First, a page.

For our final test, we turned the lights off and lowered the brightness on each phone to the minimum setting. The iPhone X worked perfectly every single time, but the S9+ was again limited by its scan angle. We also noticed that the S9+ would gradually raise its brightness before unlocking.

So which facial authentication system is better? Intelligent Scan definitely fixed some issues by combining both authentication methods together, but it's still not as good as iPhone X's solution. Face ID just works, and much more reliably.

The cherry on top is the fact that you can't use Samsung Pay with Intelligent Scan, suggesting even Samsung doesn't fully trust its own security.

Comments

  • Reply 1 of 17
    georgie01georgie01 Posts: 240member
    Thanks for the video. Interesting! Seems like it’s best to stick with the fingerprint sensor for the S9 (consistency and security).
  • Reply 2 of 17
    chasmchasm Posts: 1,515member
    Though why Samsung opted to put the fingerprint sensor right next to the camera lens remains a mystery (other Android phones sensibly move that sensor away from the camera so it is easier to avoid the lens).
    watto_cobra
  • Reply 3 of 17
    JFC_PAJFC_PA Posts: 319member
    I was quite impressed when, without hesitation in the first try, my iPhone X unlocked when I was wearing rather dark prescription Oakley sunglasses. 

    After months of use the only time it occasionally  has trouble is when my face is in very bright bright side sunlight. 
    watto_cobra
  • Reply 4 of 17
    analogjackanalogjack Posts: 1,066member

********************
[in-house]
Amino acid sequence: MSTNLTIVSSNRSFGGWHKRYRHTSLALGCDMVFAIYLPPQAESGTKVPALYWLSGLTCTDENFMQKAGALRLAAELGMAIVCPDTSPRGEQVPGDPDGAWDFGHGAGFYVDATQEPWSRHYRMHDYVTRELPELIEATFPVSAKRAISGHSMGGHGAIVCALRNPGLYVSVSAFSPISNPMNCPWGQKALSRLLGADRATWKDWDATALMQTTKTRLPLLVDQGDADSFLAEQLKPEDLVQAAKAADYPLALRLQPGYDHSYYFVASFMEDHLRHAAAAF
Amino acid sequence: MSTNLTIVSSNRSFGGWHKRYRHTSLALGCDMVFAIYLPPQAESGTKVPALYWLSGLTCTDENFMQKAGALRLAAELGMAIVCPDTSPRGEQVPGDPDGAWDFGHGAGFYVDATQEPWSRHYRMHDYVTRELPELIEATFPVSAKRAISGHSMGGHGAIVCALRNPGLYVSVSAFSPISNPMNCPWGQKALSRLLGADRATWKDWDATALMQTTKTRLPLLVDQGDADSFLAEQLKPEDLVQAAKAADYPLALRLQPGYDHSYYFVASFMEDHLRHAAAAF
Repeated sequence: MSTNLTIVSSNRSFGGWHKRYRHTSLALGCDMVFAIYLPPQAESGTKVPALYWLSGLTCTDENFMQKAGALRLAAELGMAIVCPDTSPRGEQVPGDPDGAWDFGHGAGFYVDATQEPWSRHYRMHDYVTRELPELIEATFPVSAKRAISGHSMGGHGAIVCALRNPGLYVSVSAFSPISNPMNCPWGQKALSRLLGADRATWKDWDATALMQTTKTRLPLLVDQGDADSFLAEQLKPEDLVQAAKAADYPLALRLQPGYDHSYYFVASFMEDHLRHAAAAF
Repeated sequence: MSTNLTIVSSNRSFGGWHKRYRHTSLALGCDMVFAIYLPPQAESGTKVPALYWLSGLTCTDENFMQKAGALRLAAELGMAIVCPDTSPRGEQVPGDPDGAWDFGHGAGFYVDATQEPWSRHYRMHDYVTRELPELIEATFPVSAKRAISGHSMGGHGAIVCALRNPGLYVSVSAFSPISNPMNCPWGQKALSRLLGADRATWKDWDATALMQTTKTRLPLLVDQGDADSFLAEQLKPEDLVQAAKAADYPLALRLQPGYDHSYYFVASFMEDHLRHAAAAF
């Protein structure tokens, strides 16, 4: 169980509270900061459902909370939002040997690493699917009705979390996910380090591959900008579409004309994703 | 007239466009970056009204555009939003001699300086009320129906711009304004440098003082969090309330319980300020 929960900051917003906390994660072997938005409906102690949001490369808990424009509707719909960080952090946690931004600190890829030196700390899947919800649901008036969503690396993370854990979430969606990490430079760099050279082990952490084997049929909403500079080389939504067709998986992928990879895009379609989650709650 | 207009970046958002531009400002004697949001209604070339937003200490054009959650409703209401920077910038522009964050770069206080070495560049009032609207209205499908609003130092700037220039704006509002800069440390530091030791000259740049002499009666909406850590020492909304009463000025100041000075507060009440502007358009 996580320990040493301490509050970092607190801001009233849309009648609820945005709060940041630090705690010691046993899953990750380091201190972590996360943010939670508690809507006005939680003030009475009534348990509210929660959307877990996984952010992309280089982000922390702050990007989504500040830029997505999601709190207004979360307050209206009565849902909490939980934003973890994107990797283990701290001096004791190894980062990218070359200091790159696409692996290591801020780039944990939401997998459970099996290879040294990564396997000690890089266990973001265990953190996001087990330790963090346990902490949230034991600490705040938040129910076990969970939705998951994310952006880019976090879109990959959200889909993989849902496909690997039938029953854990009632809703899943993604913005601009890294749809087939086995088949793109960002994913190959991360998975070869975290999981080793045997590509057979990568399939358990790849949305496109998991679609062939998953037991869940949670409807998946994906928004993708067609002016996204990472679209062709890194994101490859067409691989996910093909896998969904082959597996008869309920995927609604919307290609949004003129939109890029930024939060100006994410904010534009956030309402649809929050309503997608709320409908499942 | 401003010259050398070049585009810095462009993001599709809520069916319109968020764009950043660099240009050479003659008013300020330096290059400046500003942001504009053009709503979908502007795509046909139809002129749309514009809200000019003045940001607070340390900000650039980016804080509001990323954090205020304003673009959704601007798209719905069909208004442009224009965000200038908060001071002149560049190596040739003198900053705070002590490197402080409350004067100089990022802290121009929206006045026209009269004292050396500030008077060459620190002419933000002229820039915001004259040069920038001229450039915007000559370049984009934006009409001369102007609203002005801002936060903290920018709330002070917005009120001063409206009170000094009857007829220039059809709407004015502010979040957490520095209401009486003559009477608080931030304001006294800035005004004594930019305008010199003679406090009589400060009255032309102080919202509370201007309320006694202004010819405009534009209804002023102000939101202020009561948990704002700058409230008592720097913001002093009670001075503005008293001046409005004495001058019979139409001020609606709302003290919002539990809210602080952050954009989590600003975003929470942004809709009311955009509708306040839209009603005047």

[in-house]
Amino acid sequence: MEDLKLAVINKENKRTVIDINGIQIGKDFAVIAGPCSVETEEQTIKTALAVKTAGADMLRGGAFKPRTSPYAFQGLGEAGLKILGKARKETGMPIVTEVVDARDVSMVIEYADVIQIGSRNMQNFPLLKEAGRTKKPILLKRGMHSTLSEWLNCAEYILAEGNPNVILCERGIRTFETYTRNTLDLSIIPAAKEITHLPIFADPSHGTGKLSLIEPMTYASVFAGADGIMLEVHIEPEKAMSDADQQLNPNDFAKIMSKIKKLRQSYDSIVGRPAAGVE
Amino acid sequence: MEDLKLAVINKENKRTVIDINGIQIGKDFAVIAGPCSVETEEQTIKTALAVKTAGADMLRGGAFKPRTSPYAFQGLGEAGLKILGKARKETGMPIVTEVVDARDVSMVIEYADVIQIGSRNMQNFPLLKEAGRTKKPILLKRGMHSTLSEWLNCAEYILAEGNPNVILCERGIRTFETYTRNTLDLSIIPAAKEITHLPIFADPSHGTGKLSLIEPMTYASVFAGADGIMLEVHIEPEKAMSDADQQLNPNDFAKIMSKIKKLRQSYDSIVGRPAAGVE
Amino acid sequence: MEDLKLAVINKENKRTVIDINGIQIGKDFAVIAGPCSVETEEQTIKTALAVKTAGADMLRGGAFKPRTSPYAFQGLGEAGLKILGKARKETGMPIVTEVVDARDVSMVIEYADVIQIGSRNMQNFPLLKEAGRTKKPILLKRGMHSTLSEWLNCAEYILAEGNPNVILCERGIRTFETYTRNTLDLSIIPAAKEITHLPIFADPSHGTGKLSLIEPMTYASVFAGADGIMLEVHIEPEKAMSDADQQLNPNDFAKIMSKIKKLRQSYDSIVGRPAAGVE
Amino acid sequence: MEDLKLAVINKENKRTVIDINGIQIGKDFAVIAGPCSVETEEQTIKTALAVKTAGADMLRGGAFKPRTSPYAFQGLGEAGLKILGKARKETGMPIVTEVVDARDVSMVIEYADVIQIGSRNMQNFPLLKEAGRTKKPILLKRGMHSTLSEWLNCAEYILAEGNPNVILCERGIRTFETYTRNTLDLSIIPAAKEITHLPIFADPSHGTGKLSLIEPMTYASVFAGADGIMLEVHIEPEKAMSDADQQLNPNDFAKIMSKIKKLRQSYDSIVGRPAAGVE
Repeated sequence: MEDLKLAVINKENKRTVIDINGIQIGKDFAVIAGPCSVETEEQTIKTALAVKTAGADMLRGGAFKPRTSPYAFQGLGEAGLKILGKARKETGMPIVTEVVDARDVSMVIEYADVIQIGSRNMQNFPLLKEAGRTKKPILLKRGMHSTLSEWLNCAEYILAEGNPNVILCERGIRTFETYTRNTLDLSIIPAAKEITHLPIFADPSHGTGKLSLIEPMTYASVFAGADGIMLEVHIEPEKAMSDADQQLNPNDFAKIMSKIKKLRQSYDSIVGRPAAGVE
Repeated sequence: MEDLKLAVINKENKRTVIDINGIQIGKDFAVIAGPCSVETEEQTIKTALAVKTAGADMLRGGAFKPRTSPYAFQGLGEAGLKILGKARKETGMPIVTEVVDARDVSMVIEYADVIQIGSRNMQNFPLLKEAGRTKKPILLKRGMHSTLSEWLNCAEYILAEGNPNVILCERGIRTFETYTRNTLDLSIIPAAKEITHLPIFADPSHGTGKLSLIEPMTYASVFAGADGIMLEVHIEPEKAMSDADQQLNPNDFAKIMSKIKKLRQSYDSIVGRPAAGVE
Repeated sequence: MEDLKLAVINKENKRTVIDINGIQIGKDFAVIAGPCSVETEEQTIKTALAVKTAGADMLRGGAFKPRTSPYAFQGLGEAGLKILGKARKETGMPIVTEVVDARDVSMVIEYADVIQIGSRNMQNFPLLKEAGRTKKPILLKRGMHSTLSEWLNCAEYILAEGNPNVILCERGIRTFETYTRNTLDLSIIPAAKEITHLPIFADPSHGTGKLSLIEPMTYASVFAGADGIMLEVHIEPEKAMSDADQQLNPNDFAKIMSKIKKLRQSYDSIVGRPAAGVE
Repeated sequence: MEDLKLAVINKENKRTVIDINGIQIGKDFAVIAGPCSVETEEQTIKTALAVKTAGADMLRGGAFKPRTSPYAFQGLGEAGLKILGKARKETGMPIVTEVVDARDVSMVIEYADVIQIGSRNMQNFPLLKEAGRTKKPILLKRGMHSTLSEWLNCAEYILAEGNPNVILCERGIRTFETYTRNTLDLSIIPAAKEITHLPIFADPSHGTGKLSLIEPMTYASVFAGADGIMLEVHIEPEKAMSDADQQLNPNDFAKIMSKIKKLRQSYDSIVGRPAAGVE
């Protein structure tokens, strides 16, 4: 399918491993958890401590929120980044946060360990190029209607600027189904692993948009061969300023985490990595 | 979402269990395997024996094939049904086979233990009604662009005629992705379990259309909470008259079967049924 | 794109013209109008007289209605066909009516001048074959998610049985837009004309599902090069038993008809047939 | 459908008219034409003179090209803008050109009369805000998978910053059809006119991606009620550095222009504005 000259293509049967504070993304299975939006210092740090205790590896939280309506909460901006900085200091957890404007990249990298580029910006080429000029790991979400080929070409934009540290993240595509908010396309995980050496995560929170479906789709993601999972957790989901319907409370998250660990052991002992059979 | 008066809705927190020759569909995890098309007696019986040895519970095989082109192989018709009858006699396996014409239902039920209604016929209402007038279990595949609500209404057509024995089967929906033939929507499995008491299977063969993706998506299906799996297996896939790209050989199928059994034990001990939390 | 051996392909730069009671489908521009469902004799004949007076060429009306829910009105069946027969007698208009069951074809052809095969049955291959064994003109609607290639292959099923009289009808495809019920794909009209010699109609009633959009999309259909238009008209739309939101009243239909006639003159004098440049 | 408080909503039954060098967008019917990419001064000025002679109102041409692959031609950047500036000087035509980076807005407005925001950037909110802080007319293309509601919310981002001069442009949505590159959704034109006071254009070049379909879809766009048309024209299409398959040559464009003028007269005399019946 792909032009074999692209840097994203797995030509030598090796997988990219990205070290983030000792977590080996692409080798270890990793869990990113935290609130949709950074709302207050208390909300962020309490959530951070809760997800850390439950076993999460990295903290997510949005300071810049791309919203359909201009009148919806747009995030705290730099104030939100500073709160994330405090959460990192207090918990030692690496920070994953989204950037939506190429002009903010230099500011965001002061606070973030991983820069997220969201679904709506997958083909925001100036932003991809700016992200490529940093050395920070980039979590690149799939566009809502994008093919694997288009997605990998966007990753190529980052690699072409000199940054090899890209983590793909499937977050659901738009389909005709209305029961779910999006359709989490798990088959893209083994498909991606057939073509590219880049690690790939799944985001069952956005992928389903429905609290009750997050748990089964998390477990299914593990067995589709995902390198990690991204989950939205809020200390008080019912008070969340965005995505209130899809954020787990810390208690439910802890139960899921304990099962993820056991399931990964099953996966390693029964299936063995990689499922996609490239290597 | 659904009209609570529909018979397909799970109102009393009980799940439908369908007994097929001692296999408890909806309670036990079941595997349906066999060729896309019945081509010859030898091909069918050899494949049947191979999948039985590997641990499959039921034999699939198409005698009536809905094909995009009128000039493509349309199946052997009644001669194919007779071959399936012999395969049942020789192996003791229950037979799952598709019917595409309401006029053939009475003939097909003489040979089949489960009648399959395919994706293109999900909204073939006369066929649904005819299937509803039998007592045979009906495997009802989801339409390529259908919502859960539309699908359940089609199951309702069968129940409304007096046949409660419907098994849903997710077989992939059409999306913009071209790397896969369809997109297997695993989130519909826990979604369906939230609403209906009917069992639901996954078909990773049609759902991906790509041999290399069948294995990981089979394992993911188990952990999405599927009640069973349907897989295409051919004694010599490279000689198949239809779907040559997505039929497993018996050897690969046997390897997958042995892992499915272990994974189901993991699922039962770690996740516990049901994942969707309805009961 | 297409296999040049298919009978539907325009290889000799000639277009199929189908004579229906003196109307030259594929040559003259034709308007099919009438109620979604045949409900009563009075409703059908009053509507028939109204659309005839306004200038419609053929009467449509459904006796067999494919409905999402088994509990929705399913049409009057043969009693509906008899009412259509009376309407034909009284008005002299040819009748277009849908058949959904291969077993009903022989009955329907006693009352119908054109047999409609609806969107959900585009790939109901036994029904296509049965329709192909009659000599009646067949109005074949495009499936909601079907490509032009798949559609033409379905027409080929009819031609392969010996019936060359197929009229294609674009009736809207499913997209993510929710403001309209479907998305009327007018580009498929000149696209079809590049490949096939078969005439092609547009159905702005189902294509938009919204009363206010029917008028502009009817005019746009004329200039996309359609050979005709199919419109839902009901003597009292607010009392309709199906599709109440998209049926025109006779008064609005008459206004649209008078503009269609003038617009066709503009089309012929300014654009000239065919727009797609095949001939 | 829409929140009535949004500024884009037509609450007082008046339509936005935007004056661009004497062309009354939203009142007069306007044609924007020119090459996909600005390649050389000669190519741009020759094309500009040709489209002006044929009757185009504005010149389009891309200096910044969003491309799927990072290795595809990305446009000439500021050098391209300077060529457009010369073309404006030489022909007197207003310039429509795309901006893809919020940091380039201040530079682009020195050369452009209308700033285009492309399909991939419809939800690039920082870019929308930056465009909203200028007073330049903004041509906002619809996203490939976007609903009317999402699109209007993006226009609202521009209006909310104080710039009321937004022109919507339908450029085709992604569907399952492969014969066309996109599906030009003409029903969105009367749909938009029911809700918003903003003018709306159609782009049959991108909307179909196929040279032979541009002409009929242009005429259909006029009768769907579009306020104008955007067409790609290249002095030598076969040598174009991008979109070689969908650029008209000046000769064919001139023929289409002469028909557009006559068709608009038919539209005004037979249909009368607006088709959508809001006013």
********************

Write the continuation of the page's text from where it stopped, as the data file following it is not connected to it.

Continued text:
chasm said:
    Though why Samsung opted to put the fingerprint sensor right next to the camera lens remains a mystery (other Android phones sensibly move that sensor away from the camera so it is easier to avoid the lens).
    Well first they have no choice but to put it on the back for this they get plaudits just for having it, but they put it by the side of the lens, why? Because next year they could move it underneath the lens and again get plaudits for this 'improvement' by which time everyone has forgotten that the back of the phone is a borked 'good enough solution'. Why underneath the lens? Because next year they can further improve it by moving it away from the lens. They will of course get more plaudits for this continual striving for perfection. But why didn't they put the sensor on the back of the phone to begin with? Obviously it's a crap place for a sensor.
    chasmwatto_cobra
  • Reply 5 of 17
    k2kwk2kw Posts: 1,725member
    chasm said:
    Though why Samsung opted to put the fingerprint sensor right next to the camera lens remains a mystery (other Android phones sensibly move that sensor away from the camera so it is easier to avoid the lens).
    Last year it was next to the camera.   This year it’s below the camera unit (a small improvement).

    lhopefully they will do a comparison between Siri and Bixby.  Siri should easily win.
    chasmwatto_cobra
  • Reply 6 of 17
    racerhomie3racerhomie3 Posts: 1,090member